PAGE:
|Introduction notes to THE NIGHTíS
Most American and European are totally unfamiliar with the
complete works of the Arabian Nightís. The majority believe that
the Arabian Nights consists only of Ali Baba and Aladin and that
it is a Disney studio creation. Others believe that the Arabian
Nightís are children stories. Contrary to both notion, the
original stories are beautiful detailed, erotic, and
sophisticated dealing with gender roles, values, theology,
commerce, sex, love and culture story form. And as stories,
these timeless issues are represented in a more persuasive and
instructional form than any other means of communication.
would like to introduce the modern reader to selected updated
stories from the ARABIAN NIGHTíS accompanied by rich colorful
original watercolors. I chose to update Richard Burtonís 1883
version because it is the most authentic English translation .
But , this 17- volume work is difficult to understand due to the
language and writing style of that period. I want to update the
stories so todayís reader can both comprehend and appreciate
Burtonís work in order to have an intellectual and an aesthetic
reading experience . I am modernizing the work by using familiar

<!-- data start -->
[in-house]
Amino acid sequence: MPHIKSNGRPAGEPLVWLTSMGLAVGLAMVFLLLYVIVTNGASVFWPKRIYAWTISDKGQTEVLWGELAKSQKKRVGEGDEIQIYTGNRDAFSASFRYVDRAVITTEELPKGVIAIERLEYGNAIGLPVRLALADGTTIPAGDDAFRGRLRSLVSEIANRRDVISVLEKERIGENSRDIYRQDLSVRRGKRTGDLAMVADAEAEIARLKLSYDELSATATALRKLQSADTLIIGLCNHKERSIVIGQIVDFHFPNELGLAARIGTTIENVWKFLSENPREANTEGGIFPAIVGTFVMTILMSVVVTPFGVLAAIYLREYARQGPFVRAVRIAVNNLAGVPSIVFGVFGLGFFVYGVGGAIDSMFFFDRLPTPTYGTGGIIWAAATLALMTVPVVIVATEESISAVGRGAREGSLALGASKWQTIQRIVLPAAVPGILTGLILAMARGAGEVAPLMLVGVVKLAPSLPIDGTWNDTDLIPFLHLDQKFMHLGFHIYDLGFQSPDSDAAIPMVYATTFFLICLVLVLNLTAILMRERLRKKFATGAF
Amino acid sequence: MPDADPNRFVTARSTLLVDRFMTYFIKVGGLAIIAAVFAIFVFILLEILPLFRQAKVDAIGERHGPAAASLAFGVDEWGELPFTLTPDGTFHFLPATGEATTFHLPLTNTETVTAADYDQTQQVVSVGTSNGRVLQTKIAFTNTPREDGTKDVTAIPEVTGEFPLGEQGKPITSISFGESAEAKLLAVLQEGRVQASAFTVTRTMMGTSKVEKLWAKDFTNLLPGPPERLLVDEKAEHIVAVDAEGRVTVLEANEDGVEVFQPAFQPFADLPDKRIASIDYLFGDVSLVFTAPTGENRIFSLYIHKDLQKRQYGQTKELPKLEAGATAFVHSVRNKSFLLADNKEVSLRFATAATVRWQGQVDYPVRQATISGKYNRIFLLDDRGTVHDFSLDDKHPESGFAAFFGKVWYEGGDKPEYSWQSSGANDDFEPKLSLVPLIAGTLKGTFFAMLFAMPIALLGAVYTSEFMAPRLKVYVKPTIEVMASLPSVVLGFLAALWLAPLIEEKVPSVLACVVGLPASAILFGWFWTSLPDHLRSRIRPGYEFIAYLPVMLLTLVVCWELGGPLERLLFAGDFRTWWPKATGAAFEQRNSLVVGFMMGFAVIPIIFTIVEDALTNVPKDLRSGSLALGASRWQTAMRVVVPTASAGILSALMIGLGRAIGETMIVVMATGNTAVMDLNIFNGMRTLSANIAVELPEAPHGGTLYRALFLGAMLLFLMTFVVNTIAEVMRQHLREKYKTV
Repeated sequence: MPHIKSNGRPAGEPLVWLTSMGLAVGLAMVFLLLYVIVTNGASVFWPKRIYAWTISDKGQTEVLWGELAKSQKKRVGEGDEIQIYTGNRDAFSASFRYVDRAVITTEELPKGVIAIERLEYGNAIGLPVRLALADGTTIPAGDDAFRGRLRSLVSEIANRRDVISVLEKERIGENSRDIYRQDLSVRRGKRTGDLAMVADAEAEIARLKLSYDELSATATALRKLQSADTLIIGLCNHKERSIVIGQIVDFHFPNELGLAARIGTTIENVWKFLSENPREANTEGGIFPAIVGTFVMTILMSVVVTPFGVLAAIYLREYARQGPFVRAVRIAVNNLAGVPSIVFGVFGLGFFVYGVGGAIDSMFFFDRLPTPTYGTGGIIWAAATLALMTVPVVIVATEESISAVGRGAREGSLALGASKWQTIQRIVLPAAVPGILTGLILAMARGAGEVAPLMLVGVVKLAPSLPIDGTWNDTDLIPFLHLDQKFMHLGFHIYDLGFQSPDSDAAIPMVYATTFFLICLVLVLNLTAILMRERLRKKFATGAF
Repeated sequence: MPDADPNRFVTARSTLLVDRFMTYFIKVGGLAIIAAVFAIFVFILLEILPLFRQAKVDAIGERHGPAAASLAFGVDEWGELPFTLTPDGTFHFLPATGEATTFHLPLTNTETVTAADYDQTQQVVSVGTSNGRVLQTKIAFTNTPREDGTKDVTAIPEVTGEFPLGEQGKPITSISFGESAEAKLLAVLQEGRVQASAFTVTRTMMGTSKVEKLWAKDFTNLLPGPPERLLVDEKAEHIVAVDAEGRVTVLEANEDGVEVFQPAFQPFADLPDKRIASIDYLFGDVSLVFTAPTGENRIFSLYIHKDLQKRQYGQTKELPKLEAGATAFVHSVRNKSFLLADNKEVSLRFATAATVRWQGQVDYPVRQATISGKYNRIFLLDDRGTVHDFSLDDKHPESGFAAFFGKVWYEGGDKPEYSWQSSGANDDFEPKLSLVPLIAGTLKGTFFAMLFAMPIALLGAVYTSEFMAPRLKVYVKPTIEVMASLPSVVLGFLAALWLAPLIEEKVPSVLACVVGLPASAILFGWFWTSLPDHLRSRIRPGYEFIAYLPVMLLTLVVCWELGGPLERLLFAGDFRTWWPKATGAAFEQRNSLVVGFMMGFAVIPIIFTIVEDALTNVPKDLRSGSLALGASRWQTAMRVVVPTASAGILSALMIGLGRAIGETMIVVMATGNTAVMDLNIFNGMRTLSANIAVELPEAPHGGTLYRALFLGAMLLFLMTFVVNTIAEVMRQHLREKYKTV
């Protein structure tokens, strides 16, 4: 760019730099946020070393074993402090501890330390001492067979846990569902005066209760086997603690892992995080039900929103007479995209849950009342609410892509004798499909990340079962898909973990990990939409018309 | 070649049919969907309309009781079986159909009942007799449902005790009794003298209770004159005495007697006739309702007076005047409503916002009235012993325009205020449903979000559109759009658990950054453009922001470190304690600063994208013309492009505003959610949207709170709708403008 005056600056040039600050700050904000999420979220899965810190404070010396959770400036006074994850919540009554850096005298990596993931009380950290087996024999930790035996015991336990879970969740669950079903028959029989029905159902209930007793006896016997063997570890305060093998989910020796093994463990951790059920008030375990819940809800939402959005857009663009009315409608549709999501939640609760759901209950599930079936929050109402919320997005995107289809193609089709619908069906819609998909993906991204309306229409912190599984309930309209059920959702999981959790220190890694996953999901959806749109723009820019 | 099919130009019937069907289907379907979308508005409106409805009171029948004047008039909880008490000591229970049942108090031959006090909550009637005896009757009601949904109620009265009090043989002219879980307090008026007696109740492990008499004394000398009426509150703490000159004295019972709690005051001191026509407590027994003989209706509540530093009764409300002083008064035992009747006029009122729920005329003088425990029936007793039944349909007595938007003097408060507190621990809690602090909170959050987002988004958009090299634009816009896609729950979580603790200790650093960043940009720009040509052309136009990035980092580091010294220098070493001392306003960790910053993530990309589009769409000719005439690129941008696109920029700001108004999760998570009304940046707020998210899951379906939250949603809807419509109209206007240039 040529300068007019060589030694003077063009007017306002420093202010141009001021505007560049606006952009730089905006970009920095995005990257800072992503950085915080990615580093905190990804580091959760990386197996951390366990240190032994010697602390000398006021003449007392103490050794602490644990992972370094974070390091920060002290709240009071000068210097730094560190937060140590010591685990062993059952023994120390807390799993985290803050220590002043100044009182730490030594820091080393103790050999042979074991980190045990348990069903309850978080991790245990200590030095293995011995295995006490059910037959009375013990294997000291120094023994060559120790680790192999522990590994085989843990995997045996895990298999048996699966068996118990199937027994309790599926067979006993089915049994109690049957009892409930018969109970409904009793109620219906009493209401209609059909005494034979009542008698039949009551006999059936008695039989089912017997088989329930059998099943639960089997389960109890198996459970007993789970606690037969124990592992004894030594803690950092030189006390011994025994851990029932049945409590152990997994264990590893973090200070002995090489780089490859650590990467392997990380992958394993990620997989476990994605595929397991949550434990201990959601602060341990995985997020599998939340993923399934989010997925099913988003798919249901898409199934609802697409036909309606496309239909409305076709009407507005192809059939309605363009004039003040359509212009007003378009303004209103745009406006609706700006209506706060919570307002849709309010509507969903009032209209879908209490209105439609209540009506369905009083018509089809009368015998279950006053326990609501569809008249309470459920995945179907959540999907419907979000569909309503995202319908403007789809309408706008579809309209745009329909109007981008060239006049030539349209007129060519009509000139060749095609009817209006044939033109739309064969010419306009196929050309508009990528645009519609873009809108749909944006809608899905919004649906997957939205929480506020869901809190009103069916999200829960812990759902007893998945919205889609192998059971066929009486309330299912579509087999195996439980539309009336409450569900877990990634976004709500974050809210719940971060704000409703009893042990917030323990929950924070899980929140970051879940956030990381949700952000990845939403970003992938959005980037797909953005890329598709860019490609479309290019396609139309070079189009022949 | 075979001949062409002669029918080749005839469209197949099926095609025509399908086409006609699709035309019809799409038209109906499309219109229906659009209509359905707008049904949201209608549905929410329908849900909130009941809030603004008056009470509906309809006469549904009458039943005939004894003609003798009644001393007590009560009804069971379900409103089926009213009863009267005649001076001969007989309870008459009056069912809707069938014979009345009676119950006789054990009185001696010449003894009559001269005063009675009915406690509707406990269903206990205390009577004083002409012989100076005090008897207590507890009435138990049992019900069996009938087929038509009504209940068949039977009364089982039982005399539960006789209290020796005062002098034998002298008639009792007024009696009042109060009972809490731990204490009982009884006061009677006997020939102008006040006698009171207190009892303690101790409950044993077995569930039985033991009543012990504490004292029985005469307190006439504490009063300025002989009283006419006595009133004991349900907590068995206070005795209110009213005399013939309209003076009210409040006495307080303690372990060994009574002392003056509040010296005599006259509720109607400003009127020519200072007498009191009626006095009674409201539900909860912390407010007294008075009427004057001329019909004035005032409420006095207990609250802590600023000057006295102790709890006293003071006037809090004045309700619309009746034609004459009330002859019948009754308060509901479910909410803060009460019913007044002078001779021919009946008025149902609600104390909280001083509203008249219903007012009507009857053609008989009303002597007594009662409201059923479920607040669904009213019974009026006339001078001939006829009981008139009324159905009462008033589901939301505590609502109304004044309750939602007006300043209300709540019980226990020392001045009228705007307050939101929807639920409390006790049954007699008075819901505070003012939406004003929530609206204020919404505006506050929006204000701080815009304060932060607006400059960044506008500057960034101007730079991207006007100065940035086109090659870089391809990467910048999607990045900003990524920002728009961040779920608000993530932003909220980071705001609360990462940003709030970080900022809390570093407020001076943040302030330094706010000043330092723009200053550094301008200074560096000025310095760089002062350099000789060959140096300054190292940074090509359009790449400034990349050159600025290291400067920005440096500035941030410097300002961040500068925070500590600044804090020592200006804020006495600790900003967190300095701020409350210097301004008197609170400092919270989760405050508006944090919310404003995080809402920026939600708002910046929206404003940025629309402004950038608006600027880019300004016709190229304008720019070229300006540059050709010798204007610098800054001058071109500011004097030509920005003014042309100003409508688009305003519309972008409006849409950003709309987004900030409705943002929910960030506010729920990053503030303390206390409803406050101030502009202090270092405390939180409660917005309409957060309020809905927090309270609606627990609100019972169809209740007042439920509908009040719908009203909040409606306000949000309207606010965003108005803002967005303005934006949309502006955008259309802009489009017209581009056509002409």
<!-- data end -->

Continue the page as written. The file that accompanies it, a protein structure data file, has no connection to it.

English terminology and usage, by eliminating repetition and by
reducing excessive poetic verse and couplets without losing the
intent and flavor of the original. My watercolors add magic to
the stories by transporting the reader through color and
imagination to the time of the Arabian Nightís .The watercolors
are my interpretation of the main characters through gesture, as
if they were actors on a stage without props.
Twenty one years ago I realized the worldwide lack of exposure
to the wisdom and beauty of folk tales. My painting of Alice in
Wonderland, A Midsummer Nightís Dream , and the Arabian Nightís
hopefully will reintroduce the richest folk tales to the
American and European public.
Selected stories accompanied by my watercolors to the Arabian
Nightís will appear gradually on this site if my health and time
will permit it .
Michael Osterweil 2006